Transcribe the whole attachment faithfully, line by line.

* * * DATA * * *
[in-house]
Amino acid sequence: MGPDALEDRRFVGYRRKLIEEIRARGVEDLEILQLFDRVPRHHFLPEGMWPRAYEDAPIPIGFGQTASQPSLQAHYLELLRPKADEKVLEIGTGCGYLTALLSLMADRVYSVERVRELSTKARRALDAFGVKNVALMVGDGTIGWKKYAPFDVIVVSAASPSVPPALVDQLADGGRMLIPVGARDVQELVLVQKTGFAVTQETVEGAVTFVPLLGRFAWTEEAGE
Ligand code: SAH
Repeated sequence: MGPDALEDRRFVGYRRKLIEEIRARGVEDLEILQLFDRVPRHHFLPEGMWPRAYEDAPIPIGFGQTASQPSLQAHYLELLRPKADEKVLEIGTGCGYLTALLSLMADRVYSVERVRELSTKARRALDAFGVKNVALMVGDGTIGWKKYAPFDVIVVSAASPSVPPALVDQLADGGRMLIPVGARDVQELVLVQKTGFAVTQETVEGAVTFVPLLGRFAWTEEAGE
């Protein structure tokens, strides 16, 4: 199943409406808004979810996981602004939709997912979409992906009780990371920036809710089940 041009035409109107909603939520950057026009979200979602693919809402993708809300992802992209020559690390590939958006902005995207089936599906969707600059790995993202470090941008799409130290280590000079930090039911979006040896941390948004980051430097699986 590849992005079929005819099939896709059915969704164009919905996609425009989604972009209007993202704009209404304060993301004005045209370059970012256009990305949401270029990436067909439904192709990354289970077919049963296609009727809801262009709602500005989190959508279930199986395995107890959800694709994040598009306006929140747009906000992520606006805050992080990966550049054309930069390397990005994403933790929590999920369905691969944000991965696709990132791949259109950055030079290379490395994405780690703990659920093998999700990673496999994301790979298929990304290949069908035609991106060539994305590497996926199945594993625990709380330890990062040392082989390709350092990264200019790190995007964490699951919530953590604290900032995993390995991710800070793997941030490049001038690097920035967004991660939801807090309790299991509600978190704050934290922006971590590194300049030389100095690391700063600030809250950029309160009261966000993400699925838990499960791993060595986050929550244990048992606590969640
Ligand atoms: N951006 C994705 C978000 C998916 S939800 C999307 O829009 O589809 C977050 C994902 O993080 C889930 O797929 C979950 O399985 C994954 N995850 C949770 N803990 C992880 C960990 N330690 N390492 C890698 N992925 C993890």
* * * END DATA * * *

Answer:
[in-house]
Amino acid sequence: MGPDALEDRRFVGYRRKLIEEIRARGVEDLEILQLFDRVPRHHFLPEGMWPRAYEDAPIPIGFGQTASQPSLQAHYLELLRPKADEKVLEIGTGCGYLTALLSLMADRVYSVERVRELSTKARRALDAFGVKNVALMVGDGTIGWKKYAPFDVIVVSAASPSVPPALVDQLADGGRMLIPVGARDVQELVLVQKTGFAVTQETVEGAVTFVPLLGRFAWTEEAGE
Ligand code: SAH
Repeated sequence: MGPDALEDRRFVGYRRKLIEEIRARGVEDLEILQLFDRVPRHHFLPEGMWPRAYEDAPIPIGFGQTASQPSLQAHYLELLRPKADEKVLEIGTGCGYLTALLSLMADRVYSVERVRELSTKARRALDAFGVKNVALMVGDGTIGWKKYAPFDVIVVSAASPSVPPALVDQLADGGRMLIPVGARDVQELVLVQKTGFAVTQETVEGAVTFVPLLGRFAWTEEAGE
């Protein structure tokens, strides 16, 4: 199943409406808004979810996981602004939709997912979409992906009780990371920036809710089940 041009035409109107909603939520950057026009979200979602693919809402993708809300992802992209020559690390590939958006902005995207089936599906969707600059790995993202470090941008799409130290280590000079930090039911979006040896941390948004980051430097699986 590849992005079929005819099939896709059915969704164009919905996609425009989604972009209007993202704009209404304060993301004005045209370059970012256009990305949401270029990436067909439904192709990354289970077919049963296609009727809801262009709602500005989190959508279930199986395995107890959800694709994040598009306006929140747009906000992520606006805050992080990966550049054309930069390397990005994403933790929590999920369905691969944000991965696709990132791949259109950055030079290379490395994405780690703990659920093998999700990673496999994301790979298929990304290949069908035609991106060539994305590497996926199945594993625990709380330890990062040392082989390709350092990264200019790190995007964490699951919530953590604290900032995993390995991710800070793997941030490049001038690097920035967004991660939801807090309790299991509600978190704050934290922006971590590194300049030389100095690391700063600030809250950029309160009261966000993400699925838990499960791993060595986050929550244990048992606590969640
Ligand atoms: N951006 C994705 C978000 C998916 S939800 C999307 O829009 O589809 C977050 C994902 O993080 C889930 O797929 C979950 O399985 C994954 N995850 C949770 N803990 C992880 C960990 N330690 N390492 C890698 N992925 C993890």